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Durham activists call to repeal greenbelt bills after land returned

The lands in the hamlet of Cherrywood in Pickering are being returned to the Greenbelt classification, Pickering Mayor Kevin Ashe announced yesterday.

Ontario Premier Ford had announced the reversal of the provincial government’s plan to open up the Greenbelt lands for housing development.

“First and foremost, I want to emphasize that the City of Pickering will abide by the wishes of the provincial government, as we have consistently demonstrated throughout. The government’s decisions reflect the broader interests of our province and its people, and we respect the direction it has chosen to take in this matter,” said Mayor Ashe.

He, however, said: “It’s essential to acknowledge that we are still facing a nationwide housing crisis, which is particularly acute here in the Greater Toronto Area. And as such, Pickering remains committed to addressing these challenges by providing a broad and diverse array of housing choices while ensuring development occurs in a responsible, systematic, and sustainable manner.”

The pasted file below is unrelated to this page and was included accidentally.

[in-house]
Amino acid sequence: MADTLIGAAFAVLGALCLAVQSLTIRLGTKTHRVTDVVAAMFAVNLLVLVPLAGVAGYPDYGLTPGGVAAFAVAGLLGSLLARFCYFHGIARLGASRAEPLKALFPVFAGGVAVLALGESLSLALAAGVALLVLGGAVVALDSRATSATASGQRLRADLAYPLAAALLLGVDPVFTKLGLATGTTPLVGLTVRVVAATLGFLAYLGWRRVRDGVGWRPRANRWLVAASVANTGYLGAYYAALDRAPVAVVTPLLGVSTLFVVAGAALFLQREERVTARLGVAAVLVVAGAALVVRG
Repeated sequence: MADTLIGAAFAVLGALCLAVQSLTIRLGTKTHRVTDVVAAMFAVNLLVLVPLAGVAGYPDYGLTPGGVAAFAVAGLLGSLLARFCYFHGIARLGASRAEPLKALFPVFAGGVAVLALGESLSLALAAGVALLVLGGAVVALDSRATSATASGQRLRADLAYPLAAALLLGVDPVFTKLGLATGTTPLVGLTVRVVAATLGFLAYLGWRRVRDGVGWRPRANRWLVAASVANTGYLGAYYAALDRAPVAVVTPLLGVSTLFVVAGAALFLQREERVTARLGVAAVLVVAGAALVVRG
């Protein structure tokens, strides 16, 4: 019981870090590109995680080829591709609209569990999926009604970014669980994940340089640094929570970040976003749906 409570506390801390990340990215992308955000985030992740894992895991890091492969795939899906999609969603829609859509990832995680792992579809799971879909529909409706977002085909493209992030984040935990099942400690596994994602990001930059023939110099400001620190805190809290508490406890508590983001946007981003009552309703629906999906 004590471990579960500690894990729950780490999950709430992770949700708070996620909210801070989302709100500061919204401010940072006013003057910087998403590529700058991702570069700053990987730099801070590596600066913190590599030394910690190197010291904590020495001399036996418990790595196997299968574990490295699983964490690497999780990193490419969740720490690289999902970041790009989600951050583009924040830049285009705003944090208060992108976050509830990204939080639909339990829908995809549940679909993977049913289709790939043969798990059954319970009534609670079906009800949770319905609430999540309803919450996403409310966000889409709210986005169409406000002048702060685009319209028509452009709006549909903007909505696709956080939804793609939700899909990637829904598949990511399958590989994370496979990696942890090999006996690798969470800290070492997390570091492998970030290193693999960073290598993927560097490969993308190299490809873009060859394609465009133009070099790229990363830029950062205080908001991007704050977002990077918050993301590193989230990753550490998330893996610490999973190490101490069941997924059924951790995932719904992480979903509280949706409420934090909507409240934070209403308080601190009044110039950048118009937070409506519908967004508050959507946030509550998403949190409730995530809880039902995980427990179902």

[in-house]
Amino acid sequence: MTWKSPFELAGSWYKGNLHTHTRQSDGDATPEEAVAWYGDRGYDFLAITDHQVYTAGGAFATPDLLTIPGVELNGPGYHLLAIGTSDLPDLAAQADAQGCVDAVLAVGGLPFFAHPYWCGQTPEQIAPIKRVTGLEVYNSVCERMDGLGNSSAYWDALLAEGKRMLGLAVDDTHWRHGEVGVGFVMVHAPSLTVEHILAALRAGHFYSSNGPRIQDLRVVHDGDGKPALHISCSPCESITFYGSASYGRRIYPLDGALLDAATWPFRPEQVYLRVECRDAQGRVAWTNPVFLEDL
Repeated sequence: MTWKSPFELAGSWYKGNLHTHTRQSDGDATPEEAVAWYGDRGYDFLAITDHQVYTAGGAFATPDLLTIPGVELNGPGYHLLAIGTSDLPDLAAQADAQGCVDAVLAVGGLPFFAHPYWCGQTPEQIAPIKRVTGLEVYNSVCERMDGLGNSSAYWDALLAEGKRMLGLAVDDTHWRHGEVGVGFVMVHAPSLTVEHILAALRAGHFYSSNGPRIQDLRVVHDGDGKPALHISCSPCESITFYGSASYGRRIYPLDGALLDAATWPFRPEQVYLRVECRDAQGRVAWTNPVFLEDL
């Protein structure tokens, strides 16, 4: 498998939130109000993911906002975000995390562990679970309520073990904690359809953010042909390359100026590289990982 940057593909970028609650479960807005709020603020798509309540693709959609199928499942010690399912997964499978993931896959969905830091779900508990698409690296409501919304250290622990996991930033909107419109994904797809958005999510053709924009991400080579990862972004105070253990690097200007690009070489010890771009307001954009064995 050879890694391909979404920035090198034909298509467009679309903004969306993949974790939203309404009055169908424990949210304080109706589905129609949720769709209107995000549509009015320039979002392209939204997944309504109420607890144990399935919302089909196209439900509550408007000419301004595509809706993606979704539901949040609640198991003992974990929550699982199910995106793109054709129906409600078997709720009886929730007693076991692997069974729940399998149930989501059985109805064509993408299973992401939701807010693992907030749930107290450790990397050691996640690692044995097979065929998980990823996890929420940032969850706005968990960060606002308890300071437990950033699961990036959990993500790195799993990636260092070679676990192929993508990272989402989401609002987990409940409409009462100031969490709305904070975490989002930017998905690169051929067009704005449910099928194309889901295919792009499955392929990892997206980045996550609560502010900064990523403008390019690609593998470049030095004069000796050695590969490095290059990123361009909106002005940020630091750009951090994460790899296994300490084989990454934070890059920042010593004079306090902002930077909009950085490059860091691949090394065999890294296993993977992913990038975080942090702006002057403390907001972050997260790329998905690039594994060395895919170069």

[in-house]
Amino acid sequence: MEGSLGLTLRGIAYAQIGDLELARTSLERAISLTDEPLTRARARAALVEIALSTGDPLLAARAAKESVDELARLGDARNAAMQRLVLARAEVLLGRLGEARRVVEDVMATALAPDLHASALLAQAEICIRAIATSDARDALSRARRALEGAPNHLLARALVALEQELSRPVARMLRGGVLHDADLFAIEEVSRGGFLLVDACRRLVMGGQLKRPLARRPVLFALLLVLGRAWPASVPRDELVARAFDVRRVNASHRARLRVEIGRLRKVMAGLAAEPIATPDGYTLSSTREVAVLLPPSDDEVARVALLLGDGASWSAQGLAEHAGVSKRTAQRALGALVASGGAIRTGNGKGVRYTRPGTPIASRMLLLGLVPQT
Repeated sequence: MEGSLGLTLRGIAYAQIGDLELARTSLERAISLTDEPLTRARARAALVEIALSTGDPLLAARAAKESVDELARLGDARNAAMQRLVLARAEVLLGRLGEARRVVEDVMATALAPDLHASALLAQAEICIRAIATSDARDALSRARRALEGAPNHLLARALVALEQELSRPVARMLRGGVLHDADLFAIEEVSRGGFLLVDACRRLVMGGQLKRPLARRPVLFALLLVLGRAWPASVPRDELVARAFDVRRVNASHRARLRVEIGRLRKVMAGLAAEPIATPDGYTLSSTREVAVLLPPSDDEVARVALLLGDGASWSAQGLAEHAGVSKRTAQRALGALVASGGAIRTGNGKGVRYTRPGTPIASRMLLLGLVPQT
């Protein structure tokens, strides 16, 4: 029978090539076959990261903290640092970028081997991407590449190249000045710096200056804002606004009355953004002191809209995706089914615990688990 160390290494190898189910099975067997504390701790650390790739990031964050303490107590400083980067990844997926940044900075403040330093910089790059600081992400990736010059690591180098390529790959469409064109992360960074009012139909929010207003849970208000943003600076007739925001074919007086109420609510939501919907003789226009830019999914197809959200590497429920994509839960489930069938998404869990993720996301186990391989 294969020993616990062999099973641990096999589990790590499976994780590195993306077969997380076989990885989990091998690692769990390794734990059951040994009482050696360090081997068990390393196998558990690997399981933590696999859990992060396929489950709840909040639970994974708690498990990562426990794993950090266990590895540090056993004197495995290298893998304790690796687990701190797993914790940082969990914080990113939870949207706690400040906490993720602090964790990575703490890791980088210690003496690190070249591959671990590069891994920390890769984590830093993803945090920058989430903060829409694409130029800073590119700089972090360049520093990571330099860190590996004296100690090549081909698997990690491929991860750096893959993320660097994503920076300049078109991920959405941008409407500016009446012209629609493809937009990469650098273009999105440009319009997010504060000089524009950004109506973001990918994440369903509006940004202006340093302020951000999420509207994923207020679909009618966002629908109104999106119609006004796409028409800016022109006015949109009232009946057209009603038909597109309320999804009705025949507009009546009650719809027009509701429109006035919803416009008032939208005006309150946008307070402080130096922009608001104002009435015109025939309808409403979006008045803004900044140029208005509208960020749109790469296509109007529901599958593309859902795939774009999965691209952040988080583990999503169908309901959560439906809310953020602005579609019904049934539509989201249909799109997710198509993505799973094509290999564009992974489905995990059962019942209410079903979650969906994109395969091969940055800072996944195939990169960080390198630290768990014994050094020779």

Repeal Bill 23 and 39

Meanwhile, Stop Sprawl Durham(SSD), which has been actively advocating the return of greenbelt lands, yesterday claimed victory, but said it will continue the fight.

“We won! The people of Durham Region won. Let this be a shining example of the power of civic action and active participation in your community. We would like to thank every single person who came to rallies, made calls, signed petitions, and emailed their MPP. Dedicated journalists kept the heat on this issue when it mattered, and we are grateful for their hard work,” said an SSD statement issued yesterday.

“We call on the Ontario government to fully repeal Bill 23 and 39, and reinstate the Duffins Rouge Agricultural Preserve (Drap) and the easements. Such an egregious assault on Ontario’s protected areas and fertile food lands cannot be allowed to happen again,” it said.

It said Stop Sprawl Durham will continue to advocate for complete communities with a range of housing types within our existing urban boundaries. “We will push our leaders to advance affordable housing options while protecting natural heritage and agricultural systems, investing in frequent transit, creating neighbourhoods that are safe for walking and cycling, and helping us all reduce our carbon footprints.”

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